The Worst Advice I’ve Been Given About Event Coordination…

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We’ve all been there. We’ve all had that look on our face when we’ve been given unsolicited advice. Sometimes the advice was spot on. But what about that feeling you get when the advice you thought was helpful turns out to actually be horrible? It happens more times than you think in the event industry and it can actually make your event turn into an absolute nightmare. Because of this, I have put together a list of the worst advice I’ve been given during my time in the event industry.

  • “Expect great things to come from spur of the moment ideas.”

While this may seem like it’s not horrible advice, especially for the few procrastinators reading this, it’s actually the worst advice I’ve personally EVER been given as an event coordinator. In high school and college, I was the queen of procrastination. All my best work came from last-minute test cramming and essay writing sessions.  I learned the hard way when I began working within the event industry, the key to success is brainstorming. You can never have too many ideas to bounce around with your team and your client. And it’s more than okay to have ideas that are total opposites; this is how you can help your client narrow down what they really want. I still work off of my spur of the moment ideas right at the beginning of my brainstorming sessions, but refining them and staying focused has helped me have successful events.

  • “Always know things go wrong and deal with them as they arise.”

The idea of this is too laissez-faire for what I have learned over the past four and a half years. Yes, things can and will go wrong… it’s inevitable, but we already know this. That’s life. Things go wrong; however planning and anticipating are fundamental for when things go awry. When I first started working at Atlanta Event Center, I came from the wedding industry which I had anticipating and planning for all the wrong that could occur down to a science, and my first few months here I was amazed at all the new things I had to learn. It was a completely different ballpark. We were hosting a prom from 6:00pm to 10:00pm and flipping into a club by 10:30pm all the while plans that were made could no longer work and there was a back-up plan. Some days, there was even a back-up plan for our back-up plan. This amazed me. I learned from one of the best logistics coordinators in the industry that if you don’t stop and think about all the areas in which things can go wrong, you will be blindsided and not know the best way to deal with it. Long story short, look for areas in which you can anticipate things going wrong and create back-up plans; then create back-up plans for those plans (you can never be too prepared).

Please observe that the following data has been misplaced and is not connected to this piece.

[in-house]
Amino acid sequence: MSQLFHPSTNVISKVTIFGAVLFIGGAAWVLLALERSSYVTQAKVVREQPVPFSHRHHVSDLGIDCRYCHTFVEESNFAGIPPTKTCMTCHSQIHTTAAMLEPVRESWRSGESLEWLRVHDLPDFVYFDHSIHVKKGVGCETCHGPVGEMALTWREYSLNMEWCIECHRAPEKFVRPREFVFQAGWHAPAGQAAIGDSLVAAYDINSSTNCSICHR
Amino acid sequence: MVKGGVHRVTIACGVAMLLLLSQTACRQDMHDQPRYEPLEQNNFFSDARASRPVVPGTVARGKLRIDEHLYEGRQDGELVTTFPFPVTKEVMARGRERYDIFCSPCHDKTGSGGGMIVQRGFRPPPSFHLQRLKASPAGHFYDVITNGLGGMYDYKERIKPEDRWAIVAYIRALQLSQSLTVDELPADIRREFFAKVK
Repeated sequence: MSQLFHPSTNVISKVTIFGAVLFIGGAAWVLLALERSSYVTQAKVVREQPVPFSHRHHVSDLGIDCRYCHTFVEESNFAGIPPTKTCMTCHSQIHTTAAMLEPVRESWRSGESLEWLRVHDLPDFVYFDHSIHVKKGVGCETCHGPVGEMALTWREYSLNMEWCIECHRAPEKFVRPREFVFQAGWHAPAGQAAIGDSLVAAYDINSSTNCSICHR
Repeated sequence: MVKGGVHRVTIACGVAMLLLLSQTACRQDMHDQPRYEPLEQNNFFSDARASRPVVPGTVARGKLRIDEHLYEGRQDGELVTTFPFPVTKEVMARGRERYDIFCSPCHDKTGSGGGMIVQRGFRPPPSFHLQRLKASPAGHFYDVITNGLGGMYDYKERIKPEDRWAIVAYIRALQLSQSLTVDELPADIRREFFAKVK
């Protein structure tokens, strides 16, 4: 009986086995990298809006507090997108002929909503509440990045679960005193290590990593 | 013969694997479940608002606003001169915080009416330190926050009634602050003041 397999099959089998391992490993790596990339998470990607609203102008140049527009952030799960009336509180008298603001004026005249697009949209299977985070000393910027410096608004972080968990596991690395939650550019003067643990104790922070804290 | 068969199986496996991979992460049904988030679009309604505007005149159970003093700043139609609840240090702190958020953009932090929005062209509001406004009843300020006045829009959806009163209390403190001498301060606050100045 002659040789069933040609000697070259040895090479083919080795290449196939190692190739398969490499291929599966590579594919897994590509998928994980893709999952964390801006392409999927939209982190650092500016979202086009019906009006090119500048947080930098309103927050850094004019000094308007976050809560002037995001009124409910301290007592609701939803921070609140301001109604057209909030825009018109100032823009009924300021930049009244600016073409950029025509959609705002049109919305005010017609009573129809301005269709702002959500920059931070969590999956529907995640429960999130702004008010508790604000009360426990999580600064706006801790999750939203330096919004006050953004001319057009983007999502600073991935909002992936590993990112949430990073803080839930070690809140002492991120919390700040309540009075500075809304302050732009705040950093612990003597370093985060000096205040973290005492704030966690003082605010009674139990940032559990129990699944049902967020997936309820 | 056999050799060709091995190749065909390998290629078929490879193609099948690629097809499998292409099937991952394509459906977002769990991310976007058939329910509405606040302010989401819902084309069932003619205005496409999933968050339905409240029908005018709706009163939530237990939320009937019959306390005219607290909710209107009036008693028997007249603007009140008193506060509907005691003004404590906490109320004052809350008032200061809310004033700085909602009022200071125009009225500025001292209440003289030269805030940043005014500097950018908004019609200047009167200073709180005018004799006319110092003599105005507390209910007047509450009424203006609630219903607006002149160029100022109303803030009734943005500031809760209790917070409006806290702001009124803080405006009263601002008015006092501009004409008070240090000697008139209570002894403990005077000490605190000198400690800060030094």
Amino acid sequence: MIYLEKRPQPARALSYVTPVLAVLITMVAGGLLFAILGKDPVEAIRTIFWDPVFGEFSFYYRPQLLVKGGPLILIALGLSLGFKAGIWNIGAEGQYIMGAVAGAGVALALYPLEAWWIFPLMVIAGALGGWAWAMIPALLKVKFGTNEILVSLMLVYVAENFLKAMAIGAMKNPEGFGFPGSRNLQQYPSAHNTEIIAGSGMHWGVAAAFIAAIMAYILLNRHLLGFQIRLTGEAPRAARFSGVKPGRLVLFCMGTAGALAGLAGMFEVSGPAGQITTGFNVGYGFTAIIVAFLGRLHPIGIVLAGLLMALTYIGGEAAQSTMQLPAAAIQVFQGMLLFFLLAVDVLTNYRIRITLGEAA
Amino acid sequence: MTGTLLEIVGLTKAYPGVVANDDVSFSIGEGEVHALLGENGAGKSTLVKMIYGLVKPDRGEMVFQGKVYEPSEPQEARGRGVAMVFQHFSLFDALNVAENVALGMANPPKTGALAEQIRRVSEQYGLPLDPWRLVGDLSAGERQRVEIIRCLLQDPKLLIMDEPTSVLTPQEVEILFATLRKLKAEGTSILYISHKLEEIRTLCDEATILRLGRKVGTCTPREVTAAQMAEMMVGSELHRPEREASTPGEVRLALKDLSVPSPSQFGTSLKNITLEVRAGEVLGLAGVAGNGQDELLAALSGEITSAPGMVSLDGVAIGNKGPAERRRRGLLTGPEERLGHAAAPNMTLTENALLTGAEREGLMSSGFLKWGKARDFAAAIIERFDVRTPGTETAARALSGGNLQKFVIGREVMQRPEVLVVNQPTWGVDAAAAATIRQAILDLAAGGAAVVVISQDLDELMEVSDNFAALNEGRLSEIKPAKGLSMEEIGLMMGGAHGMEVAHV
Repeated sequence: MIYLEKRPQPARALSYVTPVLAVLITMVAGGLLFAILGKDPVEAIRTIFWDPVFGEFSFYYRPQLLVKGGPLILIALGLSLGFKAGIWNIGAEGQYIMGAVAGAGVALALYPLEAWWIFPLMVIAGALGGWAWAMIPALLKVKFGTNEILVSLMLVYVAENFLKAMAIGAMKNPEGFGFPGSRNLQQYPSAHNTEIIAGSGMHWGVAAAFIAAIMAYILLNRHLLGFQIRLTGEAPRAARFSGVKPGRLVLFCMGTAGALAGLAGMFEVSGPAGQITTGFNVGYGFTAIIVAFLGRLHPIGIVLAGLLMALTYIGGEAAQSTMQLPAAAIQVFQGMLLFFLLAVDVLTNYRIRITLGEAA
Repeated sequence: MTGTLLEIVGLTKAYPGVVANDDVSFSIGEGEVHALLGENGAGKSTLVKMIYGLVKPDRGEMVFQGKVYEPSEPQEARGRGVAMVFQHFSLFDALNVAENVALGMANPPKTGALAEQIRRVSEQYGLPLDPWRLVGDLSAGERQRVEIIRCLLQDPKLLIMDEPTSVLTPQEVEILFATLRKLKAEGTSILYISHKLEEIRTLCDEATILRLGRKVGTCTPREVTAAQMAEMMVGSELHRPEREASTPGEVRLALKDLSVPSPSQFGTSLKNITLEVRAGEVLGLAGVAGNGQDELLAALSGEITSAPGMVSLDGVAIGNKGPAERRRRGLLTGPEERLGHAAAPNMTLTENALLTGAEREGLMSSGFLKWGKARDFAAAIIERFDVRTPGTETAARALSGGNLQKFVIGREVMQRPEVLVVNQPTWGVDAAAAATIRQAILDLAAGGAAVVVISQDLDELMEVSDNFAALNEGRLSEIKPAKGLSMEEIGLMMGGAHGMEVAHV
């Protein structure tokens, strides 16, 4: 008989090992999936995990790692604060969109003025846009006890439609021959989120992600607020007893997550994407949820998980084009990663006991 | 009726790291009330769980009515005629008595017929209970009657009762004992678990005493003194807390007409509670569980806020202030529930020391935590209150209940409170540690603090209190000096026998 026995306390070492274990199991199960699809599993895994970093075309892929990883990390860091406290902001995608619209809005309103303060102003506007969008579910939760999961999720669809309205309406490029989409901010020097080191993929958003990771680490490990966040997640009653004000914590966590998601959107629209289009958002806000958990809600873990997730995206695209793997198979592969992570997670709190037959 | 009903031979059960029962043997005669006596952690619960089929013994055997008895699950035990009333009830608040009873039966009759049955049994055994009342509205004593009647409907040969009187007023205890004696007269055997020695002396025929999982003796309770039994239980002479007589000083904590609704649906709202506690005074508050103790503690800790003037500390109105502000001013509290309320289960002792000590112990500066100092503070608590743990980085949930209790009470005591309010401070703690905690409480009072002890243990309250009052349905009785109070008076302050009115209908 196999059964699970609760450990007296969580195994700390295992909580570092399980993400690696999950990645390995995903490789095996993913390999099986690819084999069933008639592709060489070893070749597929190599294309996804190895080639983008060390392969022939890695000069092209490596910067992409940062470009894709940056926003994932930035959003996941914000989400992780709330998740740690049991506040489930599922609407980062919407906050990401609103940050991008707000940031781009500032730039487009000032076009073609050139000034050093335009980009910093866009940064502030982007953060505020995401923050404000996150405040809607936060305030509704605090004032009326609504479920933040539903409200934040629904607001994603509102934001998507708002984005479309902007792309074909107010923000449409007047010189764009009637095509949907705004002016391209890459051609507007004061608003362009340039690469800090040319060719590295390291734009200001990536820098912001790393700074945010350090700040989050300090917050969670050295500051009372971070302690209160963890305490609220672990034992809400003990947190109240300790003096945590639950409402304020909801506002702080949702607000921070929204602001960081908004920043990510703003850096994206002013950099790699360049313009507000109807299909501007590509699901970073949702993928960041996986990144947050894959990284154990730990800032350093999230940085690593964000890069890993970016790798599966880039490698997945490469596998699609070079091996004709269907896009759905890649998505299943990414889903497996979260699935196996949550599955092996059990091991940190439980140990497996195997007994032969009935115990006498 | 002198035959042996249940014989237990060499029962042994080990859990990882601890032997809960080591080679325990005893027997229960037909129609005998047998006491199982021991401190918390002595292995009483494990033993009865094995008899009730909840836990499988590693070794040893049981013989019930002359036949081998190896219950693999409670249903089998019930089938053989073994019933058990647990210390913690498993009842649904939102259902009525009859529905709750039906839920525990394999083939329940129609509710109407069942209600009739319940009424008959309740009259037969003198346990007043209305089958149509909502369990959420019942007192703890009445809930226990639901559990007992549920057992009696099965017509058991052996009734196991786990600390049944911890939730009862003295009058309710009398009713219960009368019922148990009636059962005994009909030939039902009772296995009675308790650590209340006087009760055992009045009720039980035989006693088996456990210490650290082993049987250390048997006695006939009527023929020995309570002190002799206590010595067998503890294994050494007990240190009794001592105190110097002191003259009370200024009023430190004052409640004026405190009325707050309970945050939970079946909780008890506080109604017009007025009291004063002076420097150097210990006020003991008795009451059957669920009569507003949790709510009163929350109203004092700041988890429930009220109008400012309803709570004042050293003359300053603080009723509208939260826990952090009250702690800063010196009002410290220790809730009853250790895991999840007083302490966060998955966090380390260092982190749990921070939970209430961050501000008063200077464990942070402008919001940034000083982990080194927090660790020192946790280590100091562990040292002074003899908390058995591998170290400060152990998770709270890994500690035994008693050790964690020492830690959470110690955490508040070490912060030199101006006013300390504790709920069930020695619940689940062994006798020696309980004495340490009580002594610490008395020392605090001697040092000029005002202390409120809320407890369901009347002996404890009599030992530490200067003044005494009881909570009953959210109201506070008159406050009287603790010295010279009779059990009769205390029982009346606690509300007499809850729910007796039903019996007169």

• “Have the thought, ‘I can do it on my own,’ and you’ll be okay.”

I wish I could remember who told me this so I could tell them they were crazy for thinking this was great advice. Wake up call for all of you who think you can do it all… YOU CANNOT!!!!!! If you think you can, stop and ask yourself these questions; can I be in two or more places at once? Can I smooth over an unhappy client while making sure the catering staff is plating the food properly? Can I set up the entire venue while having breakout sessions with all the other departments? Can you put out a fire with gasoline? The answer for all of these should be no and if you answered yes to the last one, then remind me to not call you when there’s a fire. The old saying, “there’s no ‘I’ in team,” hasn’t been around so long just to help kids with spelling. It’s a tried and true statement. You cannot do it all on your own. You need your team. Without a strong group to help you, you will not succeed. Put together a team of individuals who are great in different areas but can work together and learn to delegate. For the longest time I thought if I asked for help or didn’t do it on my own, I was a failure. FALSE, thinking that way made me a failure. I can attribute most (if not all) of my success to my amazing team. Learning to have that support system and outside prospective has changed the way I work, for the better.

  • “Focus on the big picture and the details will just fall right into place.”

Details are essential to any great event. I am a huge advocate for making lists. On any given day, you can walk past my desk and I will have a to-do list, a timeline list, a list of all my planned marketing and social media for the week and day, a floor plan list and a list of potential ideas for our company. I’ve learned if it’s not on a list, then it more than likely won’t get done or it’s not of any importance to me. Making a list of details help you avoid overlooking things and keep the production/logistics running smoothly. Yes, the big picture is very important but without all the details how can the big picture even happen? It can’t! Focus on the details in order for your overall theme to fall into place.

Hopefully this helped to shed some light on the faux pas advice which I’m sure hasn’t only been shared with me. Overall as long as you know you can’t do it all on your own, expect the unexpected, be detailed oriented and brainstorm (a lot), then you will have success in every event you do.

Written by Mary Hutson – Marketing Director and Logistics Coordinator at Atlanta Event Center at Opera

 

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